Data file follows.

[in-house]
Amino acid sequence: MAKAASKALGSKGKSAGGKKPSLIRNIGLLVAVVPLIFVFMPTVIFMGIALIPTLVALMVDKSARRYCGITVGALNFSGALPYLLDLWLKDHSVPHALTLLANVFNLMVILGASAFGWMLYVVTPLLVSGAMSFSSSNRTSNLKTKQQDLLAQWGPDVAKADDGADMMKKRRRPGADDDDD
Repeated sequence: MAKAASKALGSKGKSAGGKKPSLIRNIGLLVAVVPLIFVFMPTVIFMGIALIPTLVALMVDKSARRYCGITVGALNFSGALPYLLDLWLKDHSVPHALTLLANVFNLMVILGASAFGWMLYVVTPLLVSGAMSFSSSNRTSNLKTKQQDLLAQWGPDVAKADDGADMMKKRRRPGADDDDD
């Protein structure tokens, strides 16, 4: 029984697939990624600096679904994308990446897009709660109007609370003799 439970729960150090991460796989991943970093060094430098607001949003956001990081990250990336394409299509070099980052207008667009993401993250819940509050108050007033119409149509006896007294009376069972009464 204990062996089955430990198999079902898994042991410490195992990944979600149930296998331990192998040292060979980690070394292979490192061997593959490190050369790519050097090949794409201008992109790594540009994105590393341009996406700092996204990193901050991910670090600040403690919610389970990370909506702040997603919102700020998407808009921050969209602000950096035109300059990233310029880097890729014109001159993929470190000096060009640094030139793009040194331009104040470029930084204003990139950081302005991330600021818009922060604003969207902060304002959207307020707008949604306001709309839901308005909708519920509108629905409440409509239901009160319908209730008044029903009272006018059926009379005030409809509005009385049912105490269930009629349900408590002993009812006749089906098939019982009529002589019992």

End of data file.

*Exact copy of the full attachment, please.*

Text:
[in-house]
Amino acid sequence: MAKAASKALGSKGKSAGGKKPSLIRNIGLLVAVVPLIFVFMPTVIFMGIALIPTLVALMVDKSARRYCGITVGALNFSGALPYLLDLWLKDHSVPHALTLLANVFNLMVILGASAFGWMLYVVTPLLVSGAMSFSSSNRTSNLKTKQQDLLAQWGPDVAKADDGADMMKKRRRPGADDDDD
Repeated sequence: MAKAASKALGSKGKSAGGKKPSLIRNIGLLVAVVPLIFVFMPTVIFMGIALIPTLVALMVDKSARRYCGITVGALNFSGALPYLLDLWLKDHSVPHALTLLANVFNLMVILGASAFGWMLYVVTPLLVSGAMSFSSSNRTSNLKTKQQDLLAQWGPDVAKADDGADMMKKRRRPGADDDDD
């Protein structure tokens, strides 16, 4: 029984697939990624600096679904994308990446897009709660109007609370003799 439970729960150090991460796989991943970093060094430098607001949003956001990081990250990336394409299509070099980052207008667009993401993250819940509050108050007033119409149509006896007294009376069972009464 204990062996089955430990198999079902898994042991410490195992990944979600149930296998331990192998040292060979980690070394292979490192061997593959490190050369790519050097090949794409201008992109790594540009994105590393341009996406700092996204990193901050991910670090600040403690919610389970990370909506702040997603919102700020998407808009921050969209602000950096035109300059990233310029880097890729014109001159993929470190000096060009640094030139793009040194331009104040470029930084204003990139950081302005991330600021818009922060604003969207902060304002959207307020707008949604306001709309839901308005909708519920509108629905409440409509239901009160319908209730008044029903009272006018059926009379005030409809509005009385049912105490269930009629349900408590002993009812006749089906098939019982009529002589019992």